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TOPIC: Selected Of Interest 2016

Selected Of Interest 2016 02 Dec 2019 08:15 #2026

Selected Of Interest for 2016
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Selected Of Interest 2016 02 Dec 2019 08:57 #2039

Of Interest for October 2016
• Keep in touch with your WA roots here: www.outbackfamilyhistory.com.au/

• I had not come across this list of free South Australian family history websites before. Its dated 2011 and a couple of the links are broken, however there are some useful resources www.lonetester.com/2011/11/33-free-websi...ustralian-genealogy/

• Barnardo's has released fascinating pictures of some of its first foster children, and detailed how their lives were transformed, to mark 150 years since the charity was first founded. The archive records detail the horrific start in life that the youngsters experienced. Many were born in the slums of Victorian London. Read more: www.dailymail.co.uk/news/article-3759702...o.html#ixzz4Jla13EFG

• The London Tube, the plague pits and an urban myth – this story has great illustrations! www.bbc.com/britain

• If you want to explore women’s occupations in Victorian England, then this site will be useful 19thcenturyhistorian.wordpress.com/women...n-victorian-britain/

• The ScotlandsPeople website has been revamped and relaunched with a new look and several new features to help you search for your Scottish ancestors. As part of the most extensive upgrade to our service since 2010, you will be able to search indexes to records, including statutory records of births, deaths and marriages, free of charge for the first time. You will now only be charged when you view or download a record image. Existing users should find that their credits, searches, and saved images are still available. www.scotlandspeople.gov.uk/

• We know that TROVE has slowed down the digitization of newspapers, but the good news is that it has not stopped and you can find what’s new and what is coming here www.gouldgenealogy.com/2016/09/trove-new...ts-new-whats-coming/ . Quite a few Western Australian papers could be online soon.

• Findmypast is the ‘Irish’ go-to database. You may have missed out on 3 days of free access to all Irish birth, marriage, death, census, social history, immigration and military records that are currently available on Findmypast (that was 15th Sept to the 19th Sept) but 3 million historic Irish records have been released in association with the National Archives of Ireland and FamilySearch. The release consists of a wide range of documents including original wills, lists of Catholics who swore loyalty to the crown or converted to Protestantism, land valuation records and merchant navy crew lists. Take note: these records date back to pre-famine Ireland and will be completely free to search forever. Spanning over 220 years of Irish history from 1701 to 1922, the release is comprised of four highly valuable National Archives of Ireland collections including: Original Will Registers 1858-1920; Qualification and Convert Rolls 1701-1845; Valuation Office books 1824-1856 and Merchant Navy Crew lists 1857-1922. Don’t forget the FamilySearch Tithe records for Ireland either!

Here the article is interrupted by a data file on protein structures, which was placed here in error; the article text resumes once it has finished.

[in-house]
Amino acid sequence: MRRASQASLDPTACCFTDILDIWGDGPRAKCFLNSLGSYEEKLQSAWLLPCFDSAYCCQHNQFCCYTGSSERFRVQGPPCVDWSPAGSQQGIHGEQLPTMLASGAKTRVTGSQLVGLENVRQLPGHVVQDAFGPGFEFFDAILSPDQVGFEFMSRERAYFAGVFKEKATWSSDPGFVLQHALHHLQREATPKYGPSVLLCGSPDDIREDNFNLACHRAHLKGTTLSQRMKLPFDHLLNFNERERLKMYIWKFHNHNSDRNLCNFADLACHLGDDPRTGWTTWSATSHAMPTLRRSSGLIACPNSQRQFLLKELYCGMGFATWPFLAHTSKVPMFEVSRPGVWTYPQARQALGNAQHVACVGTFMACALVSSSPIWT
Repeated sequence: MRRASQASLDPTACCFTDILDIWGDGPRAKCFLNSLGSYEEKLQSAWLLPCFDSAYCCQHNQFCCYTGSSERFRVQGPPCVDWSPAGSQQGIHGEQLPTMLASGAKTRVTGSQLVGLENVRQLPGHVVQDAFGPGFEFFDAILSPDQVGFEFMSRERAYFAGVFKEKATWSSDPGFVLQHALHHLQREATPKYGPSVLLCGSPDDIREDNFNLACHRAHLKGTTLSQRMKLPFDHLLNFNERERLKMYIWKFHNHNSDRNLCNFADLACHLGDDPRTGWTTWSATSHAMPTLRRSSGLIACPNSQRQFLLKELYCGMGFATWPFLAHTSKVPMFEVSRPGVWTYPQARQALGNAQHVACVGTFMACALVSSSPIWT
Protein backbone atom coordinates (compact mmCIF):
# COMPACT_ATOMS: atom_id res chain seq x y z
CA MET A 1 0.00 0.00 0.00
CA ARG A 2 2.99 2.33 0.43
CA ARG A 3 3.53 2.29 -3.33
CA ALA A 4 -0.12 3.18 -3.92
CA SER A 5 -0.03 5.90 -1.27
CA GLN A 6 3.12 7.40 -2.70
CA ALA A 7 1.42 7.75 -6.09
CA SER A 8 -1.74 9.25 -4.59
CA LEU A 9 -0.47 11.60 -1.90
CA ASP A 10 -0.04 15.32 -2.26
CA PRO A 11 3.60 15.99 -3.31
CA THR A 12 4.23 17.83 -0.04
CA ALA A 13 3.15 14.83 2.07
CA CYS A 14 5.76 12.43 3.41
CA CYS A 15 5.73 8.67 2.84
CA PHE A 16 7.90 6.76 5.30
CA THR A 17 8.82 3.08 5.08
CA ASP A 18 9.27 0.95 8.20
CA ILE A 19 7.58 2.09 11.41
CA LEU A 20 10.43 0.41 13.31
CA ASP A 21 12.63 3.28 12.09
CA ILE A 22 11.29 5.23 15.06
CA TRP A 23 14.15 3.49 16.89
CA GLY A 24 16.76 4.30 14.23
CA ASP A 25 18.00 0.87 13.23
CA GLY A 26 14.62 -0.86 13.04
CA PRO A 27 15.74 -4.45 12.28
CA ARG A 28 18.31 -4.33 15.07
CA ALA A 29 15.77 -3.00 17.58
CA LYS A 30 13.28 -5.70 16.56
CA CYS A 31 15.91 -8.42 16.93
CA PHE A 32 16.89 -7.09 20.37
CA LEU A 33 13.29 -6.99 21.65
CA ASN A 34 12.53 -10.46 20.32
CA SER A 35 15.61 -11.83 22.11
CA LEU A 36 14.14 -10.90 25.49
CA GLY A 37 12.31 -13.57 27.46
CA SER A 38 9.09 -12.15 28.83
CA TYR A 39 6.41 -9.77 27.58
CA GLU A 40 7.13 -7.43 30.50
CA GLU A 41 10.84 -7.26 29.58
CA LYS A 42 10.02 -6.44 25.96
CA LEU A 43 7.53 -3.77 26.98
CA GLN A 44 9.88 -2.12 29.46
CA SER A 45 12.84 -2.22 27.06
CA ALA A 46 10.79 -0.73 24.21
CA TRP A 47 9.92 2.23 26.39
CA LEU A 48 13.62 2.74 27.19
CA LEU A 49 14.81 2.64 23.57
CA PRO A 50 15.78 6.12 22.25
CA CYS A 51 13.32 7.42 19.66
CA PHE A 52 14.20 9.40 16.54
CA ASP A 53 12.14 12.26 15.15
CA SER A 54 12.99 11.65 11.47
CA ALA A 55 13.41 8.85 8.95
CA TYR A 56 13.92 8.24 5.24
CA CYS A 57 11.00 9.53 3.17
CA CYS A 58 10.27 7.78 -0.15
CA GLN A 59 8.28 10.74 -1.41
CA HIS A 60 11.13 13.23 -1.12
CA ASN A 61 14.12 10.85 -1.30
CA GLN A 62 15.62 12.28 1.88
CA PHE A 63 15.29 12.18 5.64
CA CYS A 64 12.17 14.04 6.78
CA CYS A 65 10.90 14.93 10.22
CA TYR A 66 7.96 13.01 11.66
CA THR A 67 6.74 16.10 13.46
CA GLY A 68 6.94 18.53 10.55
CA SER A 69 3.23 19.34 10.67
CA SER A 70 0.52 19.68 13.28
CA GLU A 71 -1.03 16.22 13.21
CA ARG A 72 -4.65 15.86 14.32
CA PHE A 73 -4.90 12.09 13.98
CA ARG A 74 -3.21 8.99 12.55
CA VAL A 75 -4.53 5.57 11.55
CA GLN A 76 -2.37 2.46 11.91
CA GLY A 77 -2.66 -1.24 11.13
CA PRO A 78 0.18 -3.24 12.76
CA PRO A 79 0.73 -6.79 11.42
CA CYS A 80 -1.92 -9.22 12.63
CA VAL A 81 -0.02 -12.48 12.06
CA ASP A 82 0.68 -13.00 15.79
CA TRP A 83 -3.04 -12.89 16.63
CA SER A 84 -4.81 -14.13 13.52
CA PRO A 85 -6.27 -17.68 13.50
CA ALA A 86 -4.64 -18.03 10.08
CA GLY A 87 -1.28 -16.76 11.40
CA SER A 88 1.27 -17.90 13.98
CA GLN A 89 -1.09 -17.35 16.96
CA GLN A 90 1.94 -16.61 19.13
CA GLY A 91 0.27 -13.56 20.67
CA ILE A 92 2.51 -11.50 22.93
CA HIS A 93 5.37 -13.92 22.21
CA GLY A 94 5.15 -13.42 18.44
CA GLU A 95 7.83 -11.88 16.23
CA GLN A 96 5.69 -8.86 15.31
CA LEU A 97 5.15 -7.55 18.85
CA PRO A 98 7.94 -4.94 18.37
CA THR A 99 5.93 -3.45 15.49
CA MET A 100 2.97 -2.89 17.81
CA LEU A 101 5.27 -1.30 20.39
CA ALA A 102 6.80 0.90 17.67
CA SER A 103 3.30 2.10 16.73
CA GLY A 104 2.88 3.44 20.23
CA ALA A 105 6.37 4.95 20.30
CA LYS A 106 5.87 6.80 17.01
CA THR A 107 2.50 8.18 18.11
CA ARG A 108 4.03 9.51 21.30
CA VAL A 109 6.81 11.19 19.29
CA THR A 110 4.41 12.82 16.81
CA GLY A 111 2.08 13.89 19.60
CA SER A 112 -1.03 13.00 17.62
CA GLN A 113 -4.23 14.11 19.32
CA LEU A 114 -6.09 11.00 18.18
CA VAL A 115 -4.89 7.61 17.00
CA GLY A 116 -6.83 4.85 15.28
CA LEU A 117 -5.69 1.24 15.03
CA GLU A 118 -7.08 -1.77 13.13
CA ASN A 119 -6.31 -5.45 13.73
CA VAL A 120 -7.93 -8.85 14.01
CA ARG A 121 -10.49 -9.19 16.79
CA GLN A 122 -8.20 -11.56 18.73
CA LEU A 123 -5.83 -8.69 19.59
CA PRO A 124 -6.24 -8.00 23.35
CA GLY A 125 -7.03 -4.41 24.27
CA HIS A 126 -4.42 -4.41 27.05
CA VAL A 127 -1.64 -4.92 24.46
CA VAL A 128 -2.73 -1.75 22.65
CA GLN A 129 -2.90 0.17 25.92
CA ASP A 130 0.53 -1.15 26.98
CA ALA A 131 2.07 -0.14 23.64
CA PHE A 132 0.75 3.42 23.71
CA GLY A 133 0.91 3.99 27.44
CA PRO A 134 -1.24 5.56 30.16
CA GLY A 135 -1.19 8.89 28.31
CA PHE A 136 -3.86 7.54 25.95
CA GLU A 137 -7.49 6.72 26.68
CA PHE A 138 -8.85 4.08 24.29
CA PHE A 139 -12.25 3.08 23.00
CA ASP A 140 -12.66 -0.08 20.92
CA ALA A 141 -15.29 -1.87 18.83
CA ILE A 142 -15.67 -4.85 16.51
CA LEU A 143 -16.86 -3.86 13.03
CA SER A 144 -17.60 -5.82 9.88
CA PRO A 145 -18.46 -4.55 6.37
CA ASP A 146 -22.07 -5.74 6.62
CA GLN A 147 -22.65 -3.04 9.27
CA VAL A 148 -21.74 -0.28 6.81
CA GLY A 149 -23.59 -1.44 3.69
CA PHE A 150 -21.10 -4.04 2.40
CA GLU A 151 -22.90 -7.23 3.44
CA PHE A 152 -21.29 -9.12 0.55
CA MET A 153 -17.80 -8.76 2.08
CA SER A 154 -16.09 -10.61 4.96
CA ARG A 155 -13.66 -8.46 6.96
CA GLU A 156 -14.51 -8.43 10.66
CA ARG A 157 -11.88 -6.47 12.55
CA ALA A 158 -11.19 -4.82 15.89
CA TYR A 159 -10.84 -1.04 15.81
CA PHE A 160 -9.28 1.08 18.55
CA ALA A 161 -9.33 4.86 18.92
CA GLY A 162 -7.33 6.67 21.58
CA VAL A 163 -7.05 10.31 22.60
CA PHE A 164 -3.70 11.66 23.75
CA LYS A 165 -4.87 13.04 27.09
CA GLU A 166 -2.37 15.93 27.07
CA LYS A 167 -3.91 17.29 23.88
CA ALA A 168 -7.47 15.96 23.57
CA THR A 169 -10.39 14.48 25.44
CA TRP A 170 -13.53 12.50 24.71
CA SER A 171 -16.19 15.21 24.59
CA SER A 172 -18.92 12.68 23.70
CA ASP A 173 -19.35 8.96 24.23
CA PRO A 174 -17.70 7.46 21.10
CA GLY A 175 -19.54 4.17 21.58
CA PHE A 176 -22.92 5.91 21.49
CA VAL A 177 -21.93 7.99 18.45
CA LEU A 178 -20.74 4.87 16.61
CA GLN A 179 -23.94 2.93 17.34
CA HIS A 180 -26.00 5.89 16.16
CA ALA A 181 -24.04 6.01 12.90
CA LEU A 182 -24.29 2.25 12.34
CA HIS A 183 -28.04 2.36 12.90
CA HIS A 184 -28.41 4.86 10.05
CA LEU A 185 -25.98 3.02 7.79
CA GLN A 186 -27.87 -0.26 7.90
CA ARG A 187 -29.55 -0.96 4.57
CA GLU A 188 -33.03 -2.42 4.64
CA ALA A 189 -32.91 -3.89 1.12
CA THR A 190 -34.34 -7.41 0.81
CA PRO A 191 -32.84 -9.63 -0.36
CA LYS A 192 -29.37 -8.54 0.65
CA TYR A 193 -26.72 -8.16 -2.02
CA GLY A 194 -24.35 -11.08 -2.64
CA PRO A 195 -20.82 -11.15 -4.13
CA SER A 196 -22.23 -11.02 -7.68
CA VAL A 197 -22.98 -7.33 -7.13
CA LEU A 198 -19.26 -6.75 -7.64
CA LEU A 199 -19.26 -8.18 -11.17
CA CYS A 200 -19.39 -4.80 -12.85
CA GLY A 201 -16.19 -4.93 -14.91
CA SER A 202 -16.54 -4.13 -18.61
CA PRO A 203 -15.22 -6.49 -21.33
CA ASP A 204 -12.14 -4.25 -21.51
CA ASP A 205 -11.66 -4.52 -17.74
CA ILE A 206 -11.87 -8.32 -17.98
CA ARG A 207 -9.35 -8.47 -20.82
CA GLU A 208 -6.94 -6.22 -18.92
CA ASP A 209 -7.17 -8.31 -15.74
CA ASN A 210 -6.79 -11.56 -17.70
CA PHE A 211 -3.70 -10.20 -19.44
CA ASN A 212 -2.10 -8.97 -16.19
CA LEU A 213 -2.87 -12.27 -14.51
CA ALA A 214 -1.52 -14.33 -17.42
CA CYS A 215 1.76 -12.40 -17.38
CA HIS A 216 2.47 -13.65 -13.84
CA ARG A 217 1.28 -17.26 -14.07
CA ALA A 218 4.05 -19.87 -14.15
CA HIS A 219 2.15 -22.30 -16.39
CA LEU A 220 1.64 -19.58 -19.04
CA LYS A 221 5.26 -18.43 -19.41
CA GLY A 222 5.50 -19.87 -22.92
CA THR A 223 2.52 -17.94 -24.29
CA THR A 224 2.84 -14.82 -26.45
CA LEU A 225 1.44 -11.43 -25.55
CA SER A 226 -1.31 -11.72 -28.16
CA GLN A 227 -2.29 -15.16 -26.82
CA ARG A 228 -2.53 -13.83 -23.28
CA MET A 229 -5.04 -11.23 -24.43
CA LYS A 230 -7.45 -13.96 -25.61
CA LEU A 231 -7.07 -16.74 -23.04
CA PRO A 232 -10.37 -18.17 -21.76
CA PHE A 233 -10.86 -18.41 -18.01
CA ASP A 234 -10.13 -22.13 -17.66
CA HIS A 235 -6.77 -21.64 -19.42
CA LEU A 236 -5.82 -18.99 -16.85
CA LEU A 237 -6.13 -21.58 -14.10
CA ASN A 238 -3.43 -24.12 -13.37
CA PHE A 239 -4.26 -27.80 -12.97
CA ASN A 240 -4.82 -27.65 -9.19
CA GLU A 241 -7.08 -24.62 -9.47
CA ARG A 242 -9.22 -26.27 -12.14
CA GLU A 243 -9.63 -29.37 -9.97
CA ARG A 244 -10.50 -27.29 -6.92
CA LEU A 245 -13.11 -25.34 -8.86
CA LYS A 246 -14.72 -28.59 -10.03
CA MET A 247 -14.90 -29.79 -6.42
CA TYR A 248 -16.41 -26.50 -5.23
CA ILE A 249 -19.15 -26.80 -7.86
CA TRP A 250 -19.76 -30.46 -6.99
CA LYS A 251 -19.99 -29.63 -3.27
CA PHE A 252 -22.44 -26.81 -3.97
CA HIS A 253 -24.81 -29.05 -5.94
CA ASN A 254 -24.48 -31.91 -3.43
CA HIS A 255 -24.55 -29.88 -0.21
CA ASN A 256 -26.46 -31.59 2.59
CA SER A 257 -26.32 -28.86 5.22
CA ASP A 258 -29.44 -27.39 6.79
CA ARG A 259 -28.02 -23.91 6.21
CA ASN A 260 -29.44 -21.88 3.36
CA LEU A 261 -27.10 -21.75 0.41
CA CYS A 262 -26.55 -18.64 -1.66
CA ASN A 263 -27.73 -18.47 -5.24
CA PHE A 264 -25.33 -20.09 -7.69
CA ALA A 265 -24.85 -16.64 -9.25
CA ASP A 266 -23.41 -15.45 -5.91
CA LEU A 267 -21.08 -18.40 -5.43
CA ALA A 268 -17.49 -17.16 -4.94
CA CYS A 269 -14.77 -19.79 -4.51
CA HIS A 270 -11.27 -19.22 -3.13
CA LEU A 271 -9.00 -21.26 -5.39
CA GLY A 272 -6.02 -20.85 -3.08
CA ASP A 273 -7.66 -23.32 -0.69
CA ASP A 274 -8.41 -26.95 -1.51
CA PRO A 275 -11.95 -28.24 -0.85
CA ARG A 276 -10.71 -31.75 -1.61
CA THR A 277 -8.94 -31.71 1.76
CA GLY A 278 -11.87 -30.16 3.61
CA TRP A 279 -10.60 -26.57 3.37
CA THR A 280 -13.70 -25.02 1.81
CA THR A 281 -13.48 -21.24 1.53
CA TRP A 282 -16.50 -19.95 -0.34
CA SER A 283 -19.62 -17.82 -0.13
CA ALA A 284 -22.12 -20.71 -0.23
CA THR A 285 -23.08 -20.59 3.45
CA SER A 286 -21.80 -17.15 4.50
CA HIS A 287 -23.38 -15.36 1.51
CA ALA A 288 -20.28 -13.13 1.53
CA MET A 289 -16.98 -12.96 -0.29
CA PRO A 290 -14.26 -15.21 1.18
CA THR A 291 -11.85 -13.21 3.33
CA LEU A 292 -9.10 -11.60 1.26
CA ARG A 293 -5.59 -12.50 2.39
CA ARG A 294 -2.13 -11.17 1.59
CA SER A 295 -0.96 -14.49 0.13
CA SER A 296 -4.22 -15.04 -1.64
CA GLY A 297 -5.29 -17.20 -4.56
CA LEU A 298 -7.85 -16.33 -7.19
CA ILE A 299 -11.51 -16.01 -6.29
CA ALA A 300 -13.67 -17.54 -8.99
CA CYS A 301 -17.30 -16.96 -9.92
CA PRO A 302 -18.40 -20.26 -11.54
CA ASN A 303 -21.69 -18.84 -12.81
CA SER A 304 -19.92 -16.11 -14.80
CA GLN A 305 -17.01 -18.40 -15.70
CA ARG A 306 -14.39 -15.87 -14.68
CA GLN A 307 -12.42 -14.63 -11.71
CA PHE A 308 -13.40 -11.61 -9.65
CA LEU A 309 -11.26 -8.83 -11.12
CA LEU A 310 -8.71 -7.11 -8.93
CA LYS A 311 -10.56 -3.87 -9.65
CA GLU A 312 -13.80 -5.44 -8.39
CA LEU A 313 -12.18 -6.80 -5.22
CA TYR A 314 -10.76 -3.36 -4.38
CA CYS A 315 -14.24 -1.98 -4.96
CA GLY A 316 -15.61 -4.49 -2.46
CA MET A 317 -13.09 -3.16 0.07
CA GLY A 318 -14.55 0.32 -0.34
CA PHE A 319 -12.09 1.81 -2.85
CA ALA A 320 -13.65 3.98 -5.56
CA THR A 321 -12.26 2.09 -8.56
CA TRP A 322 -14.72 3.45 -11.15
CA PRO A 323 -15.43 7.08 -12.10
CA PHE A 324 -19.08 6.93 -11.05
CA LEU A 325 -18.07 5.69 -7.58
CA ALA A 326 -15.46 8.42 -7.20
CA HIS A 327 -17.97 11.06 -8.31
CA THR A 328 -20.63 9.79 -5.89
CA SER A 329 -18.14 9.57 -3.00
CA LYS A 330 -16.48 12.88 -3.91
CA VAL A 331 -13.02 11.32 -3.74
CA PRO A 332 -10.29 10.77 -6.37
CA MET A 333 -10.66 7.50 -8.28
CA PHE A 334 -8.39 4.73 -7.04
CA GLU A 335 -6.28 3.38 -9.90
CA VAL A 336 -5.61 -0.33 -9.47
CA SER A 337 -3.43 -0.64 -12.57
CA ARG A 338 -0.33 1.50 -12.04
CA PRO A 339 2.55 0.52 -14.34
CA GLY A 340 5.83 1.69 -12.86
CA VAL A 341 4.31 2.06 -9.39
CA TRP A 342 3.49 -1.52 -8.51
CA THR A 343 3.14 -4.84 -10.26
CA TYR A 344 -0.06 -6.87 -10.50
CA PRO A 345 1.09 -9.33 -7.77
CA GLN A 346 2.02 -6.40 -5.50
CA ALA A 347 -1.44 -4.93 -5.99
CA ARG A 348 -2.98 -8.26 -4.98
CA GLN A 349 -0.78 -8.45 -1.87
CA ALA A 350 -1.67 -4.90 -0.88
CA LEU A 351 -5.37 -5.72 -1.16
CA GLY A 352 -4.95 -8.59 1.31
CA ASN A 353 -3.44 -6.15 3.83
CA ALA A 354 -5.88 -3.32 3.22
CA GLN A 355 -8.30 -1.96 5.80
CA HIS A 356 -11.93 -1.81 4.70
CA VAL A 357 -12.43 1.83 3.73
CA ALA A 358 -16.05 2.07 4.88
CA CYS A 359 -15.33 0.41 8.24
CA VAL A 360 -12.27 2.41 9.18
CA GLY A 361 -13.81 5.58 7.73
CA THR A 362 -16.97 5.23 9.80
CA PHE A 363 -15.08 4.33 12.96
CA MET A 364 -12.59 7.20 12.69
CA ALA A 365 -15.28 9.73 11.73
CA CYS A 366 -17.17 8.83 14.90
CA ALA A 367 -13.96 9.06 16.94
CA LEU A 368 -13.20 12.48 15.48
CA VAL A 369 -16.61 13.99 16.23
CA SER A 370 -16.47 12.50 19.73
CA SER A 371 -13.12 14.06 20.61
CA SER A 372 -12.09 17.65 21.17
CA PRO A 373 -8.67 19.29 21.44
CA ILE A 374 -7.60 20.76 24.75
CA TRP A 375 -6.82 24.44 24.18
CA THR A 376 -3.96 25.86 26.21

• Look for Irish-Australian family histories here: irishaustraliaebooks.blogspot.com.au/

• There was a rush to the irishgenealogy.ie site as family historians all over the world sourced their Irish Civil Registrations of Births, Marriages and Deaths which are now searchable online, with images of the corresponding BMD certificates (we used to have to pay for these!) . There are the usual privacy restrictions, so the indexes and images are limited to indexes to births over 100 years old, marriages over 75 years old and deaths over 50 years old. The later certificates are available – from about 1890 – and the older ones are yet to come, so keep checking to find what you need! civilrecords.irishgenealogy.ie/churchrecords/civil-search.jsp
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Selected Of Interest 2016 02 Dec 2019 08:59 #2040

Of interest for June 2016

• You may find this helpful when trying to break down a brick wall: the "Name Thesaurus" (www.namethesaurus.com/Search.aspx) which lets you generate the Soundex for any surname or forename. This will really help when you get a family name that deviates between or within a generation.

• If you don’t have access to Foxtel, then YouTube has some episodes of ‘Back in time for the weekend’. Similar in format to the popular series ‘Back in time for dinner’, this series explores the leisure time of ordinary Britons from the 1950’s. Although times were rather austere in Australia and New Zealand at this time too, there seems to have been a bit more personal freedom than in the UK, possibly because the economies and infrastructure were in better shape. Do a search – I found some videos deleted, but the ‘Back in time for dinner’ episodes are all there

• For those who have family from the Yorkshire dales area, this is an excellent site for history www.outofoblivion.org.uk/default.asp

• The dates for the AFFHO (Australasian Federation of Family History Organisations) Congress 2018 is to be held in Sydney from 9-12 March 2018. Here is the link to the announcement: www.facebook.com/Congress2018/posts/236200756750394

• For those with an interest in Scottish family history and culture: www.talkingscot.com/

• An excellent series for history buffs – catch ‘The time traveller’s guide to Elizabethan England’ on SBS (you may find it included in the ‘on demand’ area of SBS). The book the series is based on, and an earlier work ‘The time traveller’s guide to Medieval England’ are available on kindle and in print.

• More on SBS: DNA Nation, a ground breaking new three-part documentary which begins on SBS Sunday 21st May at 8:30pm. In an Australian first, the series will follow Ian Thorpe, Ernie Dingo and Julia Zemiro on an epic journey of genetic time travel to find out where they came from by following the path that their ancestors—and their DNA—took.